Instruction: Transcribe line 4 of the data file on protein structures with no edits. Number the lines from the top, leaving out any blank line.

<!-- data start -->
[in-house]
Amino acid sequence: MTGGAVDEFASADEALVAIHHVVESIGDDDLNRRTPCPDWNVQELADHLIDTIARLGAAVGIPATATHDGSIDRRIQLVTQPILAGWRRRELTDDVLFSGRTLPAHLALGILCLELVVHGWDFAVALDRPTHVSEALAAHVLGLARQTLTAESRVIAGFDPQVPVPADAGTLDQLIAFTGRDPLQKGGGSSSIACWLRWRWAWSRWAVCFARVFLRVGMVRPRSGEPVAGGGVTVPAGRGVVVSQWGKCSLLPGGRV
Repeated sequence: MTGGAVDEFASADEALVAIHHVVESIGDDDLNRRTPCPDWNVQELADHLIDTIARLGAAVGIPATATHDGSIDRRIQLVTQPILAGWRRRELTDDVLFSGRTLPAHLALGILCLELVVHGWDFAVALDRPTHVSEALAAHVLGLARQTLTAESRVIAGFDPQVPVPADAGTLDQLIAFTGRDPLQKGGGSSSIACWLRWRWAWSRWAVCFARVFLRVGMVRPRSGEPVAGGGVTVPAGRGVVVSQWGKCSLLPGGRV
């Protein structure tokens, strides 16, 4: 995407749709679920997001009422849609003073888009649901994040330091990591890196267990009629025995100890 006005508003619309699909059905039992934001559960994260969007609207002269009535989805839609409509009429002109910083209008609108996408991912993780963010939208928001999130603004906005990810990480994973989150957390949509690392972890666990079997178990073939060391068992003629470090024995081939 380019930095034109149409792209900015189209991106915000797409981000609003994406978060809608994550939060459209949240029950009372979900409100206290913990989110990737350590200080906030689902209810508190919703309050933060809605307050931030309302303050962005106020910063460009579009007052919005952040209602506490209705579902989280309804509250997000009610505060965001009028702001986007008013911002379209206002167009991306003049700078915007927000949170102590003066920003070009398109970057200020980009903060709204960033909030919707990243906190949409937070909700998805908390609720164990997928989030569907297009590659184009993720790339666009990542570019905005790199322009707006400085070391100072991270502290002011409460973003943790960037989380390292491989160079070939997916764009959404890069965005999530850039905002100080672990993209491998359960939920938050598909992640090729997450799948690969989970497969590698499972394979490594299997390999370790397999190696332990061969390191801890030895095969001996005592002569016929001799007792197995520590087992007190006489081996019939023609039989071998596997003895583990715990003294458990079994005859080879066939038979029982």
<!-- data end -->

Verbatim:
């Protein structure tokens, strides 16, 4: 995407749709679920997001009422849609003073888009649901994040330091990591890196267990009629025995100890 006005508003619309699909059905039992934001559960994260969007609207002269009535989805839609409509009429002109910083209008609108996408991912993780963010939208928001999130603004906005990810990480994973989150957390949509690392972890666990079997178990073939060391068992003629470090024995081939 380019930095034109149409792209900015189209991106915000797409981000609003994406978060809608994550939060459209949240029950009372979900409100206290913990989110990737350590200080906030689902209810508190919703309050933060809605307050931030309302303050962005106020910063460009579009007052919005952040209602506490209705579902989280309804509250997000009610505060965001009028702001986007008013911002379209206002167009991306003049700078915007927000949170102590003066920003070009398109970057200020980009903060709204960033909030919707990243906190949409937070909700998805908390609720164990997928989030569907297009590659184009993720790339666009990542570019905005790199322009707006400085070391100072991270502290002011409460973003943790960037989380390292491989160079070939997916764009959404890069965005999530850039905002100080672990993209491998359960939920938050598909992640090729997450799948690969989970497969590698499972394979490594299997390999370790397999190696332990061969390191801890030895095969001996005592002569016929001799007792197995520590087992007190006489081996019939023609039989071998596997003895583990715990003294458990079994005859080879066939038979029982």